Is it just me, or do any of you think fuel surcharges have become a way of life for some companies?
Recently, after the trash company we use increased its fuel surcharge for a fourth time I decided to shop around for a new service. (OK, it wasn't just the rising cost, customer service was also severely lacking. They often didn't show up for no reason, leaving my garbage to become a science project on the curb.)
Gas prices go up and down but the fuel surcharges … they just keep coming. They started showing up big time last year on many of my bills; but initially I figured they'd disappear once crude oil prices started to slip. I know, prices for gas are still high, but do these firms just pocket the money when the numbers drop at the pump.
As a self-employed individual, I'm being squeezed like a not-so-juicy lemon.
You see, I'm a freelance writer. I cannot charge my editors more money every month or so because crude oil prices are obscene. The companies I write for seem to be fair and understanding, but they don't give a hoot if I'm paying double to fill up my gas tank.
While oil executives, economists and consumer groups are debating the ridiculous price of crude -- and the surcharges those prices supposedly cause -- I'm left, like so many business owners to eat the increases. A recent survey by the National Association for the Self-Employed, found that 74 percent of those polled said that high gas prices were indeed hurting their business.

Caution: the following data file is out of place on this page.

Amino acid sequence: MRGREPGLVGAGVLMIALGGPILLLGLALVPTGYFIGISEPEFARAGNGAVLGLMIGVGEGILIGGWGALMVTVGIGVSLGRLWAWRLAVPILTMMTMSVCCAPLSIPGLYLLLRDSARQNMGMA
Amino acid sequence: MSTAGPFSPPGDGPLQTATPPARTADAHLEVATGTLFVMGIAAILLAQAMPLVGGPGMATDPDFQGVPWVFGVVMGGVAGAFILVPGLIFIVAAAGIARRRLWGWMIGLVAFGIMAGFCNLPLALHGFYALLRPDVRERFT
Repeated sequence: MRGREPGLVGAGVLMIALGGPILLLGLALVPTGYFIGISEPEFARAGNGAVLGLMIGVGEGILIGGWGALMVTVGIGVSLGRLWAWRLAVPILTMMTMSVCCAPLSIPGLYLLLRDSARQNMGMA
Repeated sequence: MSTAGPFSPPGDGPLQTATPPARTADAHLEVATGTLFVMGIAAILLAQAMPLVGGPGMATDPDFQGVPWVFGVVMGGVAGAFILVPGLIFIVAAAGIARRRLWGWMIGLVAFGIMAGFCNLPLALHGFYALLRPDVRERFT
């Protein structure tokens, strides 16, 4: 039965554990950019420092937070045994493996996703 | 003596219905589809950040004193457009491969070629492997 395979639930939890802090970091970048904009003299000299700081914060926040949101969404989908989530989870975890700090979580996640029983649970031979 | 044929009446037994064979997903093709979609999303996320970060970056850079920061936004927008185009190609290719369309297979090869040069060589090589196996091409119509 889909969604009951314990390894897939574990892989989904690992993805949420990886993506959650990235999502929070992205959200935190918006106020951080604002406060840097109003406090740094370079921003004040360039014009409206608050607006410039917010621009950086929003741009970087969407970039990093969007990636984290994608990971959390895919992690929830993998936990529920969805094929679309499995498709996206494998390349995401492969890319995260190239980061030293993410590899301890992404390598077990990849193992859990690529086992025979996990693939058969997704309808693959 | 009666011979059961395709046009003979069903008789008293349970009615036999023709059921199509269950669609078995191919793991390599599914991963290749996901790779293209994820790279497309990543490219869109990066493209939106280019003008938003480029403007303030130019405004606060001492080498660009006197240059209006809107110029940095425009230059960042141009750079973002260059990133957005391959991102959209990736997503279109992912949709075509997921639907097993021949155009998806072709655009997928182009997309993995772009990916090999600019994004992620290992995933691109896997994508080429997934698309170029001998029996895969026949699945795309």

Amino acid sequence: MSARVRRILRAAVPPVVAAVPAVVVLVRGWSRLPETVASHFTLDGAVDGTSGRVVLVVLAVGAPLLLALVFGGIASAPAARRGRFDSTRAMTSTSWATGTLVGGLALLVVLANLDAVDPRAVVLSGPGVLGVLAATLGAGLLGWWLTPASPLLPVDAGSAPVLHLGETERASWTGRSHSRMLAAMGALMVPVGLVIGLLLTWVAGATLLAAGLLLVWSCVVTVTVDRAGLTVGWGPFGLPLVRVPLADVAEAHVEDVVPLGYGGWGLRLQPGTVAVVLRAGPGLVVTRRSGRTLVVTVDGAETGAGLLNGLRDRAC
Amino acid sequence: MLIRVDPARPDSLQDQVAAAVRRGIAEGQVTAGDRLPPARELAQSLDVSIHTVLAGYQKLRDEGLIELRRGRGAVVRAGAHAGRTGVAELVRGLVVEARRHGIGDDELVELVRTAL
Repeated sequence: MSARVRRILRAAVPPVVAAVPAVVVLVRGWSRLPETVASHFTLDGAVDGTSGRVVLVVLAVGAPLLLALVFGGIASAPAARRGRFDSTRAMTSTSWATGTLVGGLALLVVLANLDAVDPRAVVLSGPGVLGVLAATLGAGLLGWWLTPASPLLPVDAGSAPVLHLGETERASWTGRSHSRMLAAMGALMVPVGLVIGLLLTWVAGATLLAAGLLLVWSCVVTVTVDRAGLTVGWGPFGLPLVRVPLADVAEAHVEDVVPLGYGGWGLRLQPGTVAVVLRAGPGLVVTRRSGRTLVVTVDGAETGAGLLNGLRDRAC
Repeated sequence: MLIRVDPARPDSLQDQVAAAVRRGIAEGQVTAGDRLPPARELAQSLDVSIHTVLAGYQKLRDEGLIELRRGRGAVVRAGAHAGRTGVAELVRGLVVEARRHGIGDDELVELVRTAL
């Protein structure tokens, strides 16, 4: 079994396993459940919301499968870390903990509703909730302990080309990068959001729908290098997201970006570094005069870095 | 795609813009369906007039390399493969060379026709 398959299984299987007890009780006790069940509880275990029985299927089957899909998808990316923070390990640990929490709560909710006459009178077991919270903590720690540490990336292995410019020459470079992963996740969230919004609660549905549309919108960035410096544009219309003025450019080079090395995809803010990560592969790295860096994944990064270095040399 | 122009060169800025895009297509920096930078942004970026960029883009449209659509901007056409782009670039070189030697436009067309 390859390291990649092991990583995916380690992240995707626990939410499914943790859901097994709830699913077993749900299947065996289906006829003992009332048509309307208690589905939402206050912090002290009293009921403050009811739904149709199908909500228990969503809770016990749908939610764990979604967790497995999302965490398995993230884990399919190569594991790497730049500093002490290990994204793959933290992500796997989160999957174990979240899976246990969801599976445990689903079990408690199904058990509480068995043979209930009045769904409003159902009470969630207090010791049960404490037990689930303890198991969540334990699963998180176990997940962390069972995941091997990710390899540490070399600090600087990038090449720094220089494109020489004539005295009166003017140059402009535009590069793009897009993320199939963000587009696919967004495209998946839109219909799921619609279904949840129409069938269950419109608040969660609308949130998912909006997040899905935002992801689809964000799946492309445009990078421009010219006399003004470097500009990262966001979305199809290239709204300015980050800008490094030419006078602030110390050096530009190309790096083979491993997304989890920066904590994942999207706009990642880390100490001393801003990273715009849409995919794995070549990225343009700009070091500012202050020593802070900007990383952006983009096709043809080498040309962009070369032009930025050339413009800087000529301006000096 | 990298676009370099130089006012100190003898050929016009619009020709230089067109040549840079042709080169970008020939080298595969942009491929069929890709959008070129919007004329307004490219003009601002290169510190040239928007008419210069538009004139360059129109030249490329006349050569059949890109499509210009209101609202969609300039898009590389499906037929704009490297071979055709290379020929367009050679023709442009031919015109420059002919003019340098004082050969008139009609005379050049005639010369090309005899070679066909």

So, why the heck do businesses, everyone for delivery companies to airlines, keep surcharging us out the wazoo?
There was a great article on surcharges on Slate.com last year titled "The Fuel Surcharge Scam."
"Fuel surcharges more and more seem as if they're just an au courant way of raising prices, while duping customers into thinking they're not paying more," the author surmises.
Is it all about just getting ever last drop of money they can?
Some firms have definitely tried to use it to their advantage.
Indeed, British Airways pleaded guilty last month to price fixing fuel charges. The Department of Justice said: "In 2004, British Airways' fuel surcharge for round-trip passenger tickets was around $10 per ticket. By the time the passenger conspiracy was cracked in 2006, the surcharge was nearly $110 per ticket–a 10-fold increase."
Man, I'd be rolling in the dough if I could boost my rate 10-fold.
What's your take on this? Do any of you charge surcharges? If so, why?
And for those of you on the other end, how have these surcharge impacted your bottom line?